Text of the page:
Bought my first raft, a pro pioneer, looking for advice
I am pretty excited with this purchase. Something I have bee looking at for a while now and found a great deal.
What I would like to ask opinions of is must have gear to take when hunting out of this type of raft.
Scenarios for next year will be rivers like the Ivashak, Birch creek and others around Fairbanks that I can line up.
No serious water although obstacles in the water will be present.
With the raft I have the
oar saddles and rights
pump and patch kits
I am looking for advice on anything from type of life jackets to netting to ropes to chainsaws to types of paddles to anything that YOU would not leave home without.
Thanks in advance for any replys.
Congrats Jason, here's to years of enjoyment and adventure!
I've only logged one trip in the PP so maybe Larry or others who have much much more experience will chime in and offer advice. Here are a few things I found that worked well on my trip. In addition to a bow line, a short (5-8') stern line came in handy. Many times we needed to walk the raft through shallow sections, not drag it. That is, there was enough floatation for the raft to move downstream as long as we weren't in it I found by letting the current take the raft and walking behind holding onto a stern line, I could just steer the raft with one hand and let the current do most of the work. Without that stern line, I had to walk right behind the PP holding the rear handle and was constantly kicking/stumbling into the raft when walking over river rock / cobble. Was much easier to have a bit of distance between me and the raft. The small to medium size Action Packers fit between the tubes and slide under the seats, worked great for holding various gear and they'll keep things dry on a wet floor (of course they aren't meant to be submerged). Life jackets - same standard rule: get one that's comfy and wear it. Would recommend a short fixed blade knife, like the NRS Pilot or Co-Pilot, to hook to your life jacket for quick easy access. Never know when things will get hairy! As you know, when things go wrong on water, they go wrong in a hurry.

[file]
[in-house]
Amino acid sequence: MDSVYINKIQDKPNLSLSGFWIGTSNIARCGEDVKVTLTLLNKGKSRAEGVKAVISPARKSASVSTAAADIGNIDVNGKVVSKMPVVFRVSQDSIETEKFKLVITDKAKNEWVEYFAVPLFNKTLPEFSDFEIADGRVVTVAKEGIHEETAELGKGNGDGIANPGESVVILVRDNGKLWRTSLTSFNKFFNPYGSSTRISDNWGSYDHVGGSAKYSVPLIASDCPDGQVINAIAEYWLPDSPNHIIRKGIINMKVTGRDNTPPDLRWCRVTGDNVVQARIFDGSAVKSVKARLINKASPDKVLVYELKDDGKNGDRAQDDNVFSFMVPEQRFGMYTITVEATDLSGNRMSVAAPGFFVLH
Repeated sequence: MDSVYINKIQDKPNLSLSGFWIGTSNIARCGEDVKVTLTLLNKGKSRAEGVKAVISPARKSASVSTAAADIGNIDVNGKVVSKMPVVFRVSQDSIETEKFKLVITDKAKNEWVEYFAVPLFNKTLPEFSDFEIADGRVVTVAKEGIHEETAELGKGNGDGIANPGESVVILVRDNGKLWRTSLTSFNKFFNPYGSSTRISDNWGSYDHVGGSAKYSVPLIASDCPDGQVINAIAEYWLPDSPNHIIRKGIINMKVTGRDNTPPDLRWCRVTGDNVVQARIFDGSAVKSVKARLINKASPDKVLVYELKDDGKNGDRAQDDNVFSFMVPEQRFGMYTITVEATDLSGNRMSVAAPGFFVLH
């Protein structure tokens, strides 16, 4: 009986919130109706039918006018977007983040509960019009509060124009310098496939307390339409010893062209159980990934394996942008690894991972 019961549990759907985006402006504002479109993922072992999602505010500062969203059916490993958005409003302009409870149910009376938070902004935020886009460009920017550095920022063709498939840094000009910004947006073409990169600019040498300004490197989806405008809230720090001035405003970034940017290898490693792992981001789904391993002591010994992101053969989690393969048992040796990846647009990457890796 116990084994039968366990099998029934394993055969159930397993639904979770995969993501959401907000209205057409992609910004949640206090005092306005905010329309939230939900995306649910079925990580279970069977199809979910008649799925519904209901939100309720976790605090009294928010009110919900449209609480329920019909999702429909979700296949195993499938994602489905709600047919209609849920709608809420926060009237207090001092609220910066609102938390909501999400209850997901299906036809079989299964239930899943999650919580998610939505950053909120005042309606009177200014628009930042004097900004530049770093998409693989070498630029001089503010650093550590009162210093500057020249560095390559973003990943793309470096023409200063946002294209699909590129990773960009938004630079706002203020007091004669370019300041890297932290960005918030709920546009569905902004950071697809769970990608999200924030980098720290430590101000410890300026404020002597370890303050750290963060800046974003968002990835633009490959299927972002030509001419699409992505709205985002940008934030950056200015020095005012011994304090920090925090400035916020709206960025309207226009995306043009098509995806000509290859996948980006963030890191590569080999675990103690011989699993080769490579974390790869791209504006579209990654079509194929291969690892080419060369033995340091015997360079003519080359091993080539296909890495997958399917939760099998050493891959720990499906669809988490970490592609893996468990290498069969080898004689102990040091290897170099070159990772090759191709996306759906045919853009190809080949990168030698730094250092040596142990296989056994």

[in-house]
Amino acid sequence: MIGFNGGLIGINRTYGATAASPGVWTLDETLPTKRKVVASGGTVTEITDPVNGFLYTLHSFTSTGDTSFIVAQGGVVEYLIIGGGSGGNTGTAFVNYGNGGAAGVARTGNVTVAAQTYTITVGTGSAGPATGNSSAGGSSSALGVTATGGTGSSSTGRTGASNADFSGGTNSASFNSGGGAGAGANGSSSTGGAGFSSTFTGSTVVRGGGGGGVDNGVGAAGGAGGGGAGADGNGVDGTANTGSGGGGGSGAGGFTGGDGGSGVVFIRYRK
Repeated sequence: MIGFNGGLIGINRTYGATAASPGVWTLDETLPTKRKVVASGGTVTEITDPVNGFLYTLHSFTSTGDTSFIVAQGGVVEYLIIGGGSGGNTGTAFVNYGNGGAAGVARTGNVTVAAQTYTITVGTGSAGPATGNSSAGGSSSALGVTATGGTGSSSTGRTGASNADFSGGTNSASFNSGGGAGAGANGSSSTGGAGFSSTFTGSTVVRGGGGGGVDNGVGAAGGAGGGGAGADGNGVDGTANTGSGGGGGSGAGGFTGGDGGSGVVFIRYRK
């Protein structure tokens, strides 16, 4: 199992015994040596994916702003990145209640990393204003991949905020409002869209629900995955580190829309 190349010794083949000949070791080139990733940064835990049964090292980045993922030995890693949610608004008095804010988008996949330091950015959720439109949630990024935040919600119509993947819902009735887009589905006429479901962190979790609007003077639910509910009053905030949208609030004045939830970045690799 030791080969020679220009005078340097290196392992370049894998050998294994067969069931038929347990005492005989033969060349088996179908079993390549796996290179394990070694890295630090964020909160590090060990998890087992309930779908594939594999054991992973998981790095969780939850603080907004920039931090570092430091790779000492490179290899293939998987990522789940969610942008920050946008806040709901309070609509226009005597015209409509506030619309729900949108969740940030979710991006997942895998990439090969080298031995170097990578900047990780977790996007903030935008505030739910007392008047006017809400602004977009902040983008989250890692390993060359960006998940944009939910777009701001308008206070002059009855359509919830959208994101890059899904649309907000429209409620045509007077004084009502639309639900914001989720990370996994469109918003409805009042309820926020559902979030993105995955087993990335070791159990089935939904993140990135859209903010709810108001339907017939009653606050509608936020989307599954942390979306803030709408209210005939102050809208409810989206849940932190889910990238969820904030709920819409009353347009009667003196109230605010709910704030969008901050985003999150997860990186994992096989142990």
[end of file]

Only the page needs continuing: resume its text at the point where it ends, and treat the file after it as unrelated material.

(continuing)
Congrats on the purchase, I think I am going the same route you did(pro pioneer). I just got back from your neck of the woods, was hunting a bit with an old friend(Phil Z, built the flying weazle). Look forward to the replies you get here. One item I would suggest to not go without is a good well maintained rope come along with 100-150 foot of 1/2 inch low stretch poly line. Doesn't take up a lot of room, weighs little, and can really come in handy if you need it.
I add a whistle to my PFD. Cheap and works well for communication over river noises. I used a folding knife for a while, but decided that when I needed it most, unfolding took too long. Same with a sheath that has some sort of a latch that hold the knife in. I want to be able to grab it and just pull hard to get it in my hand. I hang it upside down, high on my left side, where I can get it fast. You never know when you will need it "now."
I know this is contrary to a lot of conventional wisdom, but I let a short stern and bow line dangle from both ends of the boat. I just let them hang in the water but they're only a few feet long and have no knots in them. I don't want them to get caught on oars, paddles or rocks but I do want to be able to grab one when I least expect to need it. This has saved me from loosing boats when I am not paying attention, and has enabled me to quickly grab onto the boat after I've flipped too. The downside risk is becoming tangled in a loose rope, but that's not been a problem as long as the rope is short.
I also attach a long bow line to run across a long beach to tie the boat up to a solid tree. All my friends seem to prefer 30' bow lines, but they never reach anything when needed.
Jeff already said it but get a PFD that is comfortable enough that you will always wear it. Then wear it always! Few people ever drown in class IV-V whitewater and most drown in class I or less. I got used to wearing an America's Cup UltraFloat with 30 lbs of flotation. I like it because it keeps me warm, but most people would not wear one of these, so get one you like.
You need to decide if you will be using single bladed canoe paddles, or double bladed kayak paddles. Kayak paddles are easier to use well, but get you wet from dripping. Mastering single blade paddles is more of an art form, but can work very well, especially with two paddlers. Either way, get them long enough to get over the side of the PP. It's a wide boat and requires longer than normal paddles, especially if you are going with double bladed kayak paddles. Coming from a rafter's perspective, oars are my preference, so I don't spend much money on paddles that I rarely use anyway. I use cheap, but durable, aluminum/plastic Carlisle paddles. But if you are only using the oars occasionally, then by all means get good paddles.